“I’m Vinicius, the mascot for the Rio 2016 Olympic Games. I’m a mix of all the different animals found in Brazil, I was born out of the explosion of joy that followed the announcement that Rio would host the Olympic Games, on 2 October 2009” – Vinicius
The Olympic mascots are fictional characters, usually an animal native to the area or human figures. They represent the cultural heritage of the place where the Olympic and Paralympic Games are taking place. The mascots are often used to help market the Olympic Games to a younger audience, in particular toddlers and children. We take you on the journey the Olympic Mascots have undertaken over the years and the importance of Mascots in the games.
Why a Mascot?
The word ‘mascot’ originates from the French term ‘mascotte’ which means a Lucky Charm. It was used to describe anything, which brought luck to a household. The word was first recorded in 1867 and was popularised by the French composer Edmond Audran. He is famous for the opera ‘La Mascotte’ which was performed back in December 1880. Before the 19th century, the word ‘mascot’ was associated with any inanimate object that would be commonly seen such as a lock of hair or a figurehead on a sailing ship. But from then on until the present day, the term was then seen to be associated with good luck animals, objects etc.
The First Official mascot: 1972 Munich Olympics – Waldi
Waldi was created by German designer Otl Aicher, who is famous for designing the logo for German airline Lufthansa. The Dachshund was the first official Olympic mascot, he was designed to represent the attributes described as required for athletes — resistance, tenacity and agility.
Most Famous Mascot: 1980 Moscow Olympic Games – Misha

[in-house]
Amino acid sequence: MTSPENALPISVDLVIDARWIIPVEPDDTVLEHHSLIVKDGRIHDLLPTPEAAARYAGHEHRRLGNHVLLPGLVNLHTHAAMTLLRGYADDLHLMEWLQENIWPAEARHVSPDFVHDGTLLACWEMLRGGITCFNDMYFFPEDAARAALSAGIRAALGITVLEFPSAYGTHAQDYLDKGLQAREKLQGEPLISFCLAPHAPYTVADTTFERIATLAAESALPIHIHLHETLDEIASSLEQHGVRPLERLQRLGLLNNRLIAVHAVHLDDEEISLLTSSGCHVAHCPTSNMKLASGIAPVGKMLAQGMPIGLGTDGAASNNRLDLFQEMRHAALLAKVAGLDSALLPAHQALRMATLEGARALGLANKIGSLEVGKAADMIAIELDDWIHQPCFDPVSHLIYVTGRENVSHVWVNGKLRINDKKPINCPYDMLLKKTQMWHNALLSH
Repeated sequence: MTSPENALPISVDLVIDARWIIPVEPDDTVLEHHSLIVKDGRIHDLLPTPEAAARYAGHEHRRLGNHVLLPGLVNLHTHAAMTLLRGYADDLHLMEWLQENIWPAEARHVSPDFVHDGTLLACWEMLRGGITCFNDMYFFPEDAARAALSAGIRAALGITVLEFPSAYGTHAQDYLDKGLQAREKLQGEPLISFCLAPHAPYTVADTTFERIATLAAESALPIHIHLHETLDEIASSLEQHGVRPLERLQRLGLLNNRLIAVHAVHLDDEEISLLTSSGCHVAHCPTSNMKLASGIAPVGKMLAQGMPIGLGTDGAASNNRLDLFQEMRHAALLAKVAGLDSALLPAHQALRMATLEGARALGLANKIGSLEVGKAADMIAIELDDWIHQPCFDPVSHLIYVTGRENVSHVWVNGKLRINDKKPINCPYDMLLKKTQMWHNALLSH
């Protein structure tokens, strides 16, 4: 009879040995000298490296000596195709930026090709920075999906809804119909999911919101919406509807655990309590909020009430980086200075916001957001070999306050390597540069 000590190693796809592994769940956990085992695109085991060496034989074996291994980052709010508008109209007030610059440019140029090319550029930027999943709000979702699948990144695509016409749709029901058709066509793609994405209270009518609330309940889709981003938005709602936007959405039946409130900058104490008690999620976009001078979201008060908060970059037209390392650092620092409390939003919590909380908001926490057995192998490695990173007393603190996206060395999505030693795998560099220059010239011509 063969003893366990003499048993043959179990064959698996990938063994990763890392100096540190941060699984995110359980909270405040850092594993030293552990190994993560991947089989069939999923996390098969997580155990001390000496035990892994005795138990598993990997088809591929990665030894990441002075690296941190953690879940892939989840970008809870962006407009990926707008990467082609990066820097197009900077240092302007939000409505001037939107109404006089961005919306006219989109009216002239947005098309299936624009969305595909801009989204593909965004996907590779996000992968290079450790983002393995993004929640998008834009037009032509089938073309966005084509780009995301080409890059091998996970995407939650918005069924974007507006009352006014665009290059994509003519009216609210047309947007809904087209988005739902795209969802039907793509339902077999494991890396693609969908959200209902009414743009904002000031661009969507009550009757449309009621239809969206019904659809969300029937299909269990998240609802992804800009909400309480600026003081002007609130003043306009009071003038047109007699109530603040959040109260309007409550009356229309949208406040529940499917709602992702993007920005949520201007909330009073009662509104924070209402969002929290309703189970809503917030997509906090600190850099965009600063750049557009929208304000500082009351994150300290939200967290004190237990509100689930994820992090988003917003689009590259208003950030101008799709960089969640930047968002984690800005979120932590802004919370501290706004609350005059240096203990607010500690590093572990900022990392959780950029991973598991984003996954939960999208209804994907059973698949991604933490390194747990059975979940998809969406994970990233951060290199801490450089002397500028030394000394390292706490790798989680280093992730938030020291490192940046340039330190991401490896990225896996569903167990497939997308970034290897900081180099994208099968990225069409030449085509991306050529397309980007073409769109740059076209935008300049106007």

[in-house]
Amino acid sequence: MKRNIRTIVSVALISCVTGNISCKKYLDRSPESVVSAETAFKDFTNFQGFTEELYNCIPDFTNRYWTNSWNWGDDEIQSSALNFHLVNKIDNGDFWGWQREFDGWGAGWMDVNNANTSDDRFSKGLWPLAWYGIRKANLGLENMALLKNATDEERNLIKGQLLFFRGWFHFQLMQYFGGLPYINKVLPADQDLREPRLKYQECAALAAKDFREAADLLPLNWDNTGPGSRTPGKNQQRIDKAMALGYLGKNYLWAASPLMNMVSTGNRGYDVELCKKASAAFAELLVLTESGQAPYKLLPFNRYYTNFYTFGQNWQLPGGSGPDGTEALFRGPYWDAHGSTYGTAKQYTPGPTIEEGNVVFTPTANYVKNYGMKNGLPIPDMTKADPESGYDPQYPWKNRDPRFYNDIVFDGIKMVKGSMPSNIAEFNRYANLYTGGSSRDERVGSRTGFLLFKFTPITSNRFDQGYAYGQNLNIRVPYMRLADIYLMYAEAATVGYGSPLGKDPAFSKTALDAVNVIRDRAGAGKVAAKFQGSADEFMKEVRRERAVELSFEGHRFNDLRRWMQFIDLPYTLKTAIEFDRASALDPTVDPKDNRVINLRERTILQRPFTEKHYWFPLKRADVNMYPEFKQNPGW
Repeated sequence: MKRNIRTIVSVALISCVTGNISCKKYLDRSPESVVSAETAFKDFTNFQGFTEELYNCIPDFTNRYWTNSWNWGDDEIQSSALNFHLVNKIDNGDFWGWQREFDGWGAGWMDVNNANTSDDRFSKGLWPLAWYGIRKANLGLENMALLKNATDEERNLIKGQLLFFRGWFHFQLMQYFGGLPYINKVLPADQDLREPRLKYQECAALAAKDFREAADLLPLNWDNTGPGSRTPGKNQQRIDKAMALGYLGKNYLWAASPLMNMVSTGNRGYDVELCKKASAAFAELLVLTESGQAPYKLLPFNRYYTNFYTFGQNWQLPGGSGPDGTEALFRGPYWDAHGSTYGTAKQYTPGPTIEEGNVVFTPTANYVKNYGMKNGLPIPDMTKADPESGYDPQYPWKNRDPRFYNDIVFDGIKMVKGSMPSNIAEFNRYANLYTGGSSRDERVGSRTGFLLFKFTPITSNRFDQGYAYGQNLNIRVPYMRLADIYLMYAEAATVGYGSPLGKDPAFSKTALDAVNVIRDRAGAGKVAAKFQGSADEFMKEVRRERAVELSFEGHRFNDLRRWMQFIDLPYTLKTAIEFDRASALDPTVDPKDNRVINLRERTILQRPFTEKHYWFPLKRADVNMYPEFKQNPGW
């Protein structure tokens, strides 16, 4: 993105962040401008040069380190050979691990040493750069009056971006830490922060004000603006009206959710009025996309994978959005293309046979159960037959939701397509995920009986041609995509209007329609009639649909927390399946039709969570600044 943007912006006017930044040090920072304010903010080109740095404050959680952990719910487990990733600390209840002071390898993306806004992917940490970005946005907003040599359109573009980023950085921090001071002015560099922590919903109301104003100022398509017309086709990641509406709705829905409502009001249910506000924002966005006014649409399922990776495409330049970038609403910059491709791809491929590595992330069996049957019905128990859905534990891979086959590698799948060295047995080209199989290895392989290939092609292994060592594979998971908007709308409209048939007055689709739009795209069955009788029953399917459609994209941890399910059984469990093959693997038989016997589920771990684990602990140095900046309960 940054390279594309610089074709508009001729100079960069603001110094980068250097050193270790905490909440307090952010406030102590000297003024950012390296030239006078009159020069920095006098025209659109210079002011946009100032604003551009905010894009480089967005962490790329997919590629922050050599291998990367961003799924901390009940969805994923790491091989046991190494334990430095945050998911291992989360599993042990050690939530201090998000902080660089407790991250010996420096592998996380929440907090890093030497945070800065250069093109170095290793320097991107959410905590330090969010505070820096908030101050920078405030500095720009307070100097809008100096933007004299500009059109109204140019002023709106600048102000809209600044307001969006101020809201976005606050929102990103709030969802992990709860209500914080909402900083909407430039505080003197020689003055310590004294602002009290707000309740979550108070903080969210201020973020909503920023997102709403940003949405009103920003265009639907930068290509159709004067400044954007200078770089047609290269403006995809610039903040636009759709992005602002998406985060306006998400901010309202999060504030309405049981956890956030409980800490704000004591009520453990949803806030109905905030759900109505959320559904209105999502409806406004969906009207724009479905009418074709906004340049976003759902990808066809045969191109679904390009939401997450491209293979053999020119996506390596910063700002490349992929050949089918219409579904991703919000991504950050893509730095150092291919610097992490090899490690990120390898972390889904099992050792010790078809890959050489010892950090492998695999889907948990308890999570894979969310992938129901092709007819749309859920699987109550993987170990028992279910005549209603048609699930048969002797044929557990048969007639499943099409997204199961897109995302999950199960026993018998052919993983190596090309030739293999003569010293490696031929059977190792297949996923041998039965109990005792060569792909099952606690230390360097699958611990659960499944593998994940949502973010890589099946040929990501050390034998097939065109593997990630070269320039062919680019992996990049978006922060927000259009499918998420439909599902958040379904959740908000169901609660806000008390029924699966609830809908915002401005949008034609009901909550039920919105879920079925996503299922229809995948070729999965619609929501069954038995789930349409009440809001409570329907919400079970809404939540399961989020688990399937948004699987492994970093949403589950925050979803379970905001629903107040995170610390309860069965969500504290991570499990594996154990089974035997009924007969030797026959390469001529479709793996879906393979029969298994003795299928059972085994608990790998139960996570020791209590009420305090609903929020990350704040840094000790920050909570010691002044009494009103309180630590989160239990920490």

Misha, also known as Mishka, was the name of the Russian Bear mascot of the 1980 Moscow Olympic Games. He was designed by children’s books illustrator Victor Chizhikov. Misha was the first mascot of a sporting event to achieve large-scale commercial success in merchandise.
During the closing ceremony of the 1980 Olympic Games, a giant effigy of Misha the Bear holding a cluster of balloons was paraded in the stadium. On one side of the stadium where the Olympic Torch was situated, there was a placard mural of Misha which shed tears from his left eye. At the end of the ceremony, Misha with his balloons was released and rose in the air away from the stadium, and this nostalgic moment has been fondly remembered by Russians. Misha was also featured on the Soviet Stamp in 1980, which only exemplifies his popularity as a mascot.
Rio Olympics 2016: Vinicius
The name Vinicius, pays tribute to the famous Brazilian musician Vinicius de Moraes. Vinicius is a mix of different Brazilian animals. His design takes inspiration from pop culture, as well as video game and animation characters. Vinicius represents the diversity of the Brazilian people and culture, as well as its exuberant nature.
Created by Birdo Produções, Vinicius was the result of a long drawn process over 10 months and saw over 300,000 people registering their votes to name Vinicius.
The call for tenders for the creation of the Rio 2016 mascots was launched in November 2012, and was aimed at Brazilian companies and professionals in the fields of design, animation and illustration. The country’s major firms took part. After various selection phases, a multi-disciplinary jury unanimously selected the final project in August 2013. The Olympic and Paralympic mascots were unveiled simultaneously to the public on 23 November 2014.
Over the three weeks a public vote took place to select the name for the mascot. Three choices were on offer: Oba and Eba; Tiba Tuque and Esquindim; and Vinicius and Tom. A total of 323,327 votes were registered. The third proposal won the competition, with 44 per cent of the valid votes.